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Clinical Updates in Reproductive Health

Risk of fetal malformations

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Last reviewed: September 23, 2022


  • Exposure to mifepristone alone has not been shown to cause fetal malformations. Exposure to misoprostol is associated with a small increased risk of malformations if the person has an ongoing pregnancy and decides not to terminate. Individuals with an ongoing pregnancy after using misoprostol should be counseled about the risk if they choose to continue the pregnancy.

Strength of recommendation: Strong

Quality of evidence:

  • Mifepristone: Very low
  • Misoprostol: Very low


The expected rate of fetal malformations in the general population is approximately 3% (Dolk, Loane, & Garne, 2010). Exposure to certain medications, infections, radiation or drugs of abuse during embryonic or fetal development may result in an increased risk of malformations if the pregnancy continues.


Data on continuing pregnancy after mifepristone exposure without misoprostol are limited. The largest prospective study of 46 women continuing a pregnancy after mifepristone resulted in eight miscarriages and, in the pregnancies that continued, two major malformations (5.3%). Neither malformation was thought to be related to mifepristone exposure but may have been a result of other medical conditions (Bernard et al., 2013).


Case reports, cohort studies (da Silva Dal Pizzol et al., 2005; Vauzelle et al., 2013) and case-control studies (da Silva Dal Pizzol, Knop, & Mengue, 2006) show that the incidence of malformations peaks if misoprostol is used between 5-8 weeks after the last menstrual period (LMP) and is not associated with anomalies following exposure after 13 weeks following an individual’s LMP (Philip, Shannon, & Winikoff, 2002). The most typical malformations associated with misoprostol use are Mobius sequence, a rare disorder of cranial nerve palsies associated with limb anomalies and craniofacial defects, and terminal transverse limb defects (da Silva Dal Pizzol, et al., 2006). Although not clearly established, the proposed mechanism is vascular disruption from uterine contractions leading to disordered fetal development (Gonzalez et al., 2005; Shepard, 1995).

A systematic review of four case-control studies with 4,899 cases of congenital anomalies and 5,742 controls showed an increased rate of misoprostol exposure in cases with anomalies (da Silva Dal Pizzol, et al., 2006). Misoprostol exposure was 25 times more likely in cases with Mӧbius sequence and 12 times more likely in cases with terminal transverse limb defects. In a cohort of 183 women exposed to misoprostol during the first 12 weeks of pregnancy, the major malformation rate was 5.5%; half of these were consistent with misoprostol malformation patterns (Auffret et al., 2016). However, a prospective follow-up study comparing women who used misoprostol before 12 weeks of pregnancy to women who used antihistamines did not find a statistically significant difference in the rate of fetal malformations, although three malformations (2%) in the misoprostol group were consistent with misoprostol-related anomalies (Vauzelle, et al., 2013).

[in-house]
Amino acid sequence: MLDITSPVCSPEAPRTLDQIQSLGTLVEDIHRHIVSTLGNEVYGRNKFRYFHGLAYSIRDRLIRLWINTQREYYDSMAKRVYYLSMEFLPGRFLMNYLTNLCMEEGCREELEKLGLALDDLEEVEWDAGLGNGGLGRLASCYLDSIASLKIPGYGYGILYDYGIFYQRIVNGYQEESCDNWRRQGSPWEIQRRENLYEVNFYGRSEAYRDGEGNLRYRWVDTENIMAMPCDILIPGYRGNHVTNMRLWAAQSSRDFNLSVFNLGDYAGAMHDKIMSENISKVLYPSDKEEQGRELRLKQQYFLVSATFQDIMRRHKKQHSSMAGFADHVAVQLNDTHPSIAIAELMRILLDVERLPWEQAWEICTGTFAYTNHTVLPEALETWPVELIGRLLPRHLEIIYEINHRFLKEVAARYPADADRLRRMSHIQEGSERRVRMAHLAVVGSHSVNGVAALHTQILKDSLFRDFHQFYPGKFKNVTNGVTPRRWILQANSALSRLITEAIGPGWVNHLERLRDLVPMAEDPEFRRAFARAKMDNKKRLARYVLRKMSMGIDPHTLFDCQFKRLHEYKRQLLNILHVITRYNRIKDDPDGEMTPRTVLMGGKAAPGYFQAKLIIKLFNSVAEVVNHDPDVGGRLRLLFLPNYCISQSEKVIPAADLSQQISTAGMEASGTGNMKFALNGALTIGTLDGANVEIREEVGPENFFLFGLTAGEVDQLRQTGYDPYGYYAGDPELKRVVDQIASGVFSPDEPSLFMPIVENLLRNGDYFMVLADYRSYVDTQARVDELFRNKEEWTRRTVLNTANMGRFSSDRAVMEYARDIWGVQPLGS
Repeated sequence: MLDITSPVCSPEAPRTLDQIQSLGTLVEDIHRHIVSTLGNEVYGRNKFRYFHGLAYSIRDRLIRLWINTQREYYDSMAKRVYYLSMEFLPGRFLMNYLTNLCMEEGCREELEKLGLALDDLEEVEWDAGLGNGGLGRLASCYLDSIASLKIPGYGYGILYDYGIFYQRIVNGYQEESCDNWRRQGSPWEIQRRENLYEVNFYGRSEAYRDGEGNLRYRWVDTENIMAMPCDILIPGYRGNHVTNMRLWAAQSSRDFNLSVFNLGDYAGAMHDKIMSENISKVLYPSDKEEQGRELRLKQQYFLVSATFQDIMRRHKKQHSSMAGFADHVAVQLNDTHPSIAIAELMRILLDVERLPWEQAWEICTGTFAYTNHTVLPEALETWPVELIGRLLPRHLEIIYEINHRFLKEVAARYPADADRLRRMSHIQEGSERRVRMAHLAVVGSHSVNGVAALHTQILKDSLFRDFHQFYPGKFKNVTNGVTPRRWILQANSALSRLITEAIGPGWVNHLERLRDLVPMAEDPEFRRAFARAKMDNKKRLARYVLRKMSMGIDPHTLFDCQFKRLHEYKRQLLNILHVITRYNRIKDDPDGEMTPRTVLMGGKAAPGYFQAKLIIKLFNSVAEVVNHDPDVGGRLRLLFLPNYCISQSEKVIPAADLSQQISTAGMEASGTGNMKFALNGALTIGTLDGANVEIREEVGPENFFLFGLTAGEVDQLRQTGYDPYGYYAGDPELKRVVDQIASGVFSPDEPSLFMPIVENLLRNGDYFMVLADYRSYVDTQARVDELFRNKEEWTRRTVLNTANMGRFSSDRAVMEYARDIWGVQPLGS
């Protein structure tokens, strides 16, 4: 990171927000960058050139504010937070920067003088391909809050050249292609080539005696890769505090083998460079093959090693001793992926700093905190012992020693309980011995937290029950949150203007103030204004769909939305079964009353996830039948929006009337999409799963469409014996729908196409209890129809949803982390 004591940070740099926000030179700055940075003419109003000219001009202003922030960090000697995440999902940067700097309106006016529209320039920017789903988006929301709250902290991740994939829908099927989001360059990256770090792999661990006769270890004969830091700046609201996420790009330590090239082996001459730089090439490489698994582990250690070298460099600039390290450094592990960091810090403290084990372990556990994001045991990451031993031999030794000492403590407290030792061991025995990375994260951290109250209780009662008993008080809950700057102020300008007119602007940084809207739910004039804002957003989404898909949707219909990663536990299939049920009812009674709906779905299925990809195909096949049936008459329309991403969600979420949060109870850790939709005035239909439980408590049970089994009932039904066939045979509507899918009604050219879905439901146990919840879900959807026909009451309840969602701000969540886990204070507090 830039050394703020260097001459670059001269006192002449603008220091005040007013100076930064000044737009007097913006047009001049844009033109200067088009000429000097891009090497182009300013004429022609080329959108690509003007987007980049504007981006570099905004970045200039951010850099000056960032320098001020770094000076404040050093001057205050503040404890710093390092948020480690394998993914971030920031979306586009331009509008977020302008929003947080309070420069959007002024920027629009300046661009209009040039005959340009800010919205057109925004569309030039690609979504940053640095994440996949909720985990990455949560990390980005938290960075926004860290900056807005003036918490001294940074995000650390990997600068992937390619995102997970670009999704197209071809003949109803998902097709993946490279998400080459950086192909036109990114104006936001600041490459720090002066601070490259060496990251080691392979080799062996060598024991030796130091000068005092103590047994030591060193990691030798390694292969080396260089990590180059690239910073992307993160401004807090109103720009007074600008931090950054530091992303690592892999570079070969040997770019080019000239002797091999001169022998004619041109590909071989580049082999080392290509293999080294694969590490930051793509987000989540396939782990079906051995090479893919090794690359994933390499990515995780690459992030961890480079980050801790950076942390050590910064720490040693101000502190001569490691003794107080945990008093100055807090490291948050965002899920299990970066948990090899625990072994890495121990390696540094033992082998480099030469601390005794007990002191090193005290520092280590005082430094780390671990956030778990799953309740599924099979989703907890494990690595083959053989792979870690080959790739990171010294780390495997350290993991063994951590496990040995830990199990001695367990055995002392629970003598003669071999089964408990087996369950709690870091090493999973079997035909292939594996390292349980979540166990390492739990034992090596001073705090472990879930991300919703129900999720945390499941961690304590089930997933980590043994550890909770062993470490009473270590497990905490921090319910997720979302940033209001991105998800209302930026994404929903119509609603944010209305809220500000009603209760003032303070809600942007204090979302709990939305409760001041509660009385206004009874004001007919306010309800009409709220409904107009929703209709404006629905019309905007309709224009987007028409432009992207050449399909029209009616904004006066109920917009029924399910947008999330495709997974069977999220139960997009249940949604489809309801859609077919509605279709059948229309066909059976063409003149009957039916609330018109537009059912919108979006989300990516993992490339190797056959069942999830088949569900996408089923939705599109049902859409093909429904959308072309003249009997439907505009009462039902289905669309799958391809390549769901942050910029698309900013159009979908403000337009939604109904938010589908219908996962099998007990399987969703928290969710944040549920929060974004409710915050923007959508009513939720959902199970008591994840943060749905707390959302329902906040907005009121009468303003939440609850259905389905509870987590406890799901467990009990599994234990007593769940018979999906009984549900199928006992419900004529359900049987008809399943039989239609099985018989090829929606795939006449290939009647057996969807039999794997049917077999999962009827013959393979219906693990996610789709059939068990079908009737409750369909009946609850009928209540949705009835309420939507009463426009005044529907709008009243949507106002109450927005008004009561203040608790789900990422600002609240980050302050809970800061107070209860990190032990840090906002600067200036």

Although the rate of misoprostol exposure is higher in children born with characteristic defects such as Mӧbius sequence, the anomalies are so rare that the overall risk is low that a woman who takes misoprostol before 13 weeks gestation and carries a pregnancy to term will have a child born with a malformation related to misoprostol exposure. The risk of fetal malformation related to misoprostol exposure is less than 10 per 1,000 exposures (Philip, et al., 2002).


Auffret, M., Bernard-Phalippon, N., Dekemp, J., Carlier, P., Gervoise Boyer, M., Vial, T., & Gautier, S. (2016). Misoprostol exposure during the first trimester of pregnancy: Is the malformation risk varying depending on the indication? European Journal of Obstetrics & Gyncelology and Reproductive Biology, 207, 188-192.

Bernard, N., Elefant, E., Carlier, P., Tebacher, M., Barjhoux, C., Bos‐Thompson, M., & Vial, T. (2013). Continuation of pregnancy after first‐trimester exposure to mifepristone: An observational prospective study. BJOG: An International Journal of Obstetrics & Gynaecology, 120(5), 568-574.

da Silva Dal Pizzol, T., Knop, F. P., & Mengue, S. S. (2006). Prenatal exposure to misoprostol and congenital anomalies: Systematic review and meta-analysis. Reproductive Toxicology, 22(4), 666-671.

da Silva Dal Pizzol, T., Tierling, V. L., Schüler-Faccin, L., Sanseverino, M. T. V., & Mengue, S. S. (2005). Reproductive results associated with misoprostol and other substances utilized for interruption of pregnancy. European Journal of Clinical Pharmacology, 61(1), 71-72.

Dolk, H., Loane, M., & Garne, E. (2010). The prevalence of congenital anomalies in Europe. Rare Diseases Epidemiology, 349-364.

Gonzalez, C. H., Vargas, F. R., Perez, A. B. A., Kim, C., Brunoni, D., Marques‐Dias, M. J., & de Almeida, J. C. C. (2005). Limb deficiency with or without Möbius sequence in seven Brazilian children associated with misoprostol use in the first trimester of pregnancy. American Journal of Medical Genetics, 47(1), 59-64.

Philip, N. M., Shannon, C., & Winikoff, B. (2002). Misoprostol and teratogenicity: Reviewing the evidence. New York: Population Council.

Shepard, T. H. (1995). Möbius syndrome after misoprostol: A possible teratogenic mechanism. The Lancet, 346(8977), 780.

Vauzelle, C., Beghin, D., Cournot, M.-P., & Elefant, E. (2013). Birth defects after exposure to misoprostol in the first trimester of pregnancy: Prospective follow-up study. Reproductive Toxicology, 36, 98-103.